Thin Black Lines by Nendo


Thin Black Lines by Nendo

Japanese studio Nendo will present a collection of black wire furniture with Phillips de Pury & Company at the Saatchi Gallery in London later this month.

Thin Black Lines by Nendo

Called Thin Black Lines, the series includes a chair and clothes rack intended to apear as sketches in the air or calligraphy symbols.

Thin Black Lines by Nendo

The show opens 20 September - 31 October.

Thin Black Lines by Nendo

See all our stories about Nendo in our special category.

Thin Black Lines by Nendo

Photographs are by Masayuki Hayashi.

The information that follows is from Nendo:

Thin Black Lines

‘Outlines were the theme of this collection. Slight black lines like the traces of sketches drawn in the air made transparent surfaces and volumes appear, which we assigned practical functions.

Thin Black Lines by Nendo

The outlines remained after simplifying paintings of plants and animals. They are condensed expressions of meaning, similar to Japanese calligraphy.

Thin Black Lines by Nendo

The designs gently break the relationship of before and behind, and traverse at times the space between two and three dimensions. Multi-faceted and constantly morphing, they move alternately between the becoming and collapse of form.

Thin Black Lines by Nendo

PLACE: Phillips de Pury & Company at Saatchi Gallery
OPEN: September 20th - October 31st
7days a week

See also:


10 Metres Lighting
by Madelene Björk
Shade by
More work
by Nendo

Posted on Tuesday September 7th 2010 at 11:55 am by . Copyright policy | Comments policy

  • sondre

    Nice work. The chair looks a bit similar to Permafrost's BBQ chair

    • I agree with you where the inspiration might have come from but what they did better was to take the form to a more natural conclusion. This chair is structurally more daring and visually more striking then permafrost's BBQ chair.

  • Okay, I'm officially a fan now.

  • Chris Dobson

    If the comfort of sitting on this matches the warm feeling that it brings to my eyes, then, I want one.

    Actually, why just make it singular? I'll take few, thanks.

  • The chair most certiantly similiar to the BBQ chair only I think it is a stronger and more visual stimulating piece. I think this is due to the fact that the lines carry all the way to the ground and have a more space between them then the BBQ.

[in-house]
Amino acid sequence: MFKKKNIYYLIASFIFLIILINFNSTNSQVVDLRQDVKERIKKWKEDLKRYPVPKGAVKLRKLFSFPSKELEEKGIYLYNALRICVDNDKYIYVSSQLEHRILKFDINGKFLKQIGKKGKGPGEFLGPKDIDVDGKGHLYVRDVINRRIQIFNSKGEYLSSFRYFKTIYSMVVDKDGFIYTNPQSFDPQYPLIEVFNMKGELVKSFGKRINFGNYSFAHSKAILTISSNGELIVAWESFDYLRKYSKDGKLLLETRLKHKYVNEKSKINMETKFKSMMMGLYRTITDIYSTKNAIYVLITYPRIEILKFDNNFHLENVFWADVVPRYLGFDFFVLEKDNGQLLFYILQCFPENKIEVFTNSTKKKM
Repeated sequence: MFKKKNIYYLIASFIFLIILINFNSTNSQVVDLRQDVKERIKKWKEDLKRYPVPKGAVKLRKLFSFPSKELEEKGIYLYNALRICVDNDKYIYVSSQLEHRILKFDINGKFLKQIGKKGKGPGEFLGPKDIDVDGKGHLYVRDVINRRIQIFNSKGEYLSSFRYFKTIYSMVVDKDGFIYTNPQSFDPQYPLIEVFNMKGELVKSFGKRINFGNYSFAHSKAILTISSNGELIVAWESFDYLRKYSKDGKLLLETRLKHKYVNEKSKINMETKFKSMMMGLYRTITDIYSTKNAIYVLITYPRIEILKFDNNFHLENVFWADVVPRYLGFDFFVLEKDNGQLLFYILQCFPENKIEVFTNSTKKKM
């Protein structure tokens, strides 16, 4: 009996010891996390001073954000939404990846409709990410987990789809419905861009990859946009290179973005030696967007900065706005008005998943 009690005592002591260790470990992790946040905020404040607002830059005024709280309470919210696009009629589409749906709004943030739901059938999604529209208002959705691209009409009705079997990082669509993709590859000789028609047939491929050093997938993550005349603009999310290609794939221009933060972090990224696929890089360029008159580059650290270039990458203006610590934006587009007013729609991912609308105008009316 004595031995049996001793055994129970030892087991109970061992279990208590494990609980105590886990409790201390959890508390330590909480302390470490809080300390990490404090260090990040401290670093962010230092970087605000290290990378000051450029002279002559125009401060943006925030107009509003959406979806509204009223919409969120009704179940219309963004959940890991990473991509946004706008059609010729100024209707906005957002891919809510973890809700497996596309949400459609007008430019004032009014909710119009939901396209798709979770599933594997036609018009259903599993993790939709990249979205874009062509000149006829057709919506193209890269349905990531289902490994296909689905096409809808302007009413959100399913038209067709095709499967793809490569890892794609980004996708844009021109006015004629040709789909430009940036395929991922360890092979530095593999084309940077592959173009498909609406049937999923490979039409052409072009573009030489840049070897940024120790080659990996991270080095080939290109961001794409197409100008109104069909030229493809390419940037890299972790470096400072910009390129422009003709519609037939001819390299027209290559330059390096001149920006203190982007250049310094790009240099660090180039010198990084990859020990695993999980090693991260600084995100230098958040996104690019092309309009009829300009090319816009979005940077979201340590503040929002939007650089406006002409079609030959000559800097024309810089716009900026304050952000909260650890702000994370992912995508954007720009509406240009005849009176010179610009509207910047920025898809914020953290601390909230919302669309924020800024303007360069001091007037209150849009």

Nice piece, though I think the framed pictures are pretty week. THey don't look like simplified paintings of plants and animals but that they were "simply" forgotten between the second and third dimension.

    The outlines remained after simplifying paintings of plants and animals. They are condensed expressions of meaning, similar to Japanese calligraphy.

  • Patricia

    it may look similar to Permafrost's bbq chair; but here nendo took it to a completely different level. The out line, the body lines and the perspective makes it irresistible to the eye. It does not matter if is comfortable or not, art is made to be comfortable to our eyes and souls, not to our body. This chair is project based on an optical concept, not in a functional concept.

  • I agree totally with Patricia (nothing to add) she explained very well the
    difference between art and design (of object / functional). They are two different approach where sometimes can meet and became a = functional object & piece of art, which is not often the case!

    Francois Beydoun

  • Pote

    definetly my favorite chair ever!

  • antepostnow

    this is brilliant – comparing it to other designs would lead to finding the common denominator in a bbq grill ;-) well done, nendos, and honest to edit this as art and not furniture. congratulations!

  • paperform

    lets face it – this is totally foxy
    want slash LOVE

  • joseph mele

    check out "spaces etc" project of Ron Gilad to see where his inspiration comes from…

    • Katie Molzen

      Without doubt! you are kind to call it "inspiration". I love Ron's work in Spaces….I was at the opening at Wright in Chicago.

  • Nendo never ceases to amaze me. Yet another example of perfect execution.

  • klaus

    I don't think you need to look so far for "inspiration", this chair probably comes from a what i'd call a "3d program mindset", you project an array of lines into the shape of a chair, it's been done a couple of times before, and it will be done again, it's just that this rendition of the idea is very neat.

  • jason

    Also reminiscent of the benches in these railings: